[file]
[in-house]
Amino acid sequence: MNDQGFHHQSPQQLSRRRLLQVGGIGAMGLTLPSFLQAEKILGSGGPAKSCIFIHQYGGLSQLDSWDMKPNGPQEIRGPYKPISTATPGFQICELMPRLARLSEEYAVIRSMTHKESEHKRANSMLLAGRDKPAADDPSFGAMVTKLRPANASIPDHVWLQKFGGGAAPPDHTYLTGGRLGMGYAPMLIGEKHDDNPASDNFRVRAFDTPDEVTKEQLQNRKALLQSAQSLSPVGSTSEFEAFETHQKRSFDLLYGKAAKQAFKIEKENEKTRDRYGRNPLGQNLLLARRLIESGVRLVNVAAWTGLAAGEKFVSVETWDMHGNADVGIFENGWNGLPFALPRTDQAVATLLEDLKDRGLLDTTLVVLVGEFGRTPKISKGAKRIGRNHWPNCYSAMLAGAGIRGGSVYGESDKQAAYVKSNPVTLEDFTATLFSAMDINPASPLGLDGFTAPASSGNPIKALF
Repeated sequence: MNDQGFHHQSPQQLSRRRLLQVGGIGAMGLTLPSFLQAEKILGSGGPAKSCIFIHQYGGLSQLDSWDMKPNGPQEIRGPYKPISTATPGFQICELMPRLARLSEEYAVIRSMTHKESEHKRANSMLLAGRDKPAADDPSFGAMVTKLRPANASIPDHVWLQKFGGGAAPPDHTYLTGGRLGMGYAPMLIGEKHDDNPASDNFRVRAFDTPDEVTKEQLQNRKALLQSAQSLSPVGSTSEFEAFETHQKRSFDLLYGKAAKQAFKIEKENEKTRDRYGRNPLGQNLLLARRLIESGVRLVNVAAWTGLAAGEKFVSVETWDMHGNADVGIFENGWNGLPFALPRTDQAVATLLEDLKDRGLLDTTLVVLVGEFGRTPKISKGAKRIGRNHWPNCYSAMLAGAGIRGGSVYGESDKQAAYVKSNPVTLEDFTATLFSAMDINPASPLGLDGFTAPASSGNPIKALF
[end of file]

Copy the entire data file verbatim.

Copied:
[in-house]
Amino acid sequence: MNDQGFHHQSPQQLSRRRLLQVGGIGAMGLTLPSFLQAEKILGSGGPAKSCIFIHQYGGLSQLDSWDMKPNGPQEIRGPYKPISTATPGFQICELMPRLARLSEEYAVIRSMTHKESEHKRANSMLLAGRDKPAADDPSFGAMVTKLRPANASIPDHVWLQKFGGGAAPPDHTYLTGGRLGMGYAPMLIGEKHDDNPASDNFRVRAFDTPDEVTKEQLQNRKALLQSAQSLSPVGSTSEFEAFETHQKRSFDLLYGKAAKQAFKIEKENEKTRDRYGRNPLGQNLLLARRLIESGVRLVNVAAWTGLAAGEKFVSVETWDMHGNADVGIFENGWNGLPFALPRTDQAVATLLEDLKDRGLLDTTLVVLVGEFGRTPKISKGAKRIGRNHWPNCYSAMLAGAGIRGGSVYGESDKQAAYVKSNPVTLEDFTATLFSAMDINPASPLGLDGFTAPASSGNPIKALF
Repeated sequence: MNDQGFHHQSPQQLSRRRLLQVGGIGAMGLTLPSFLQAEKILGSGGPAKSCIFIHQYGGLSQLDSWDMKPNGPQEIRGPYKPISTATPGFQICELMPRLARLSEEYAVIRSMTHKESEHKRANSMLLAGRDKPAADDPSFGAMVTKLRPANASIPDHVWLQKFGGGAAPPDHTYLTGGRLGMGYAPMLIGEKHDDNPASDNFRVRAFDTPDEVTKEQLQNRKALLQSAQSLSPVGSTSEFEAFETHQKRSFDLLYGKAAKQAFKIEKENEKTRDRYGRNPLGQNLLLARRLIESGVRLVNVAAWTGLAAGEKFVSVETWDMHGNADVGIFENGWNGLPFALPRTDQAVATLLEDLKDRGLLDTTLVVLVGEFGRTPKISKGAKRIGRNHWPNCYSAMLAGAGIRGGSVYGESDKQAAYVKSNPVTLEDFTATLFSAMDINPASPLGLDGFTAPASSGNPIKALF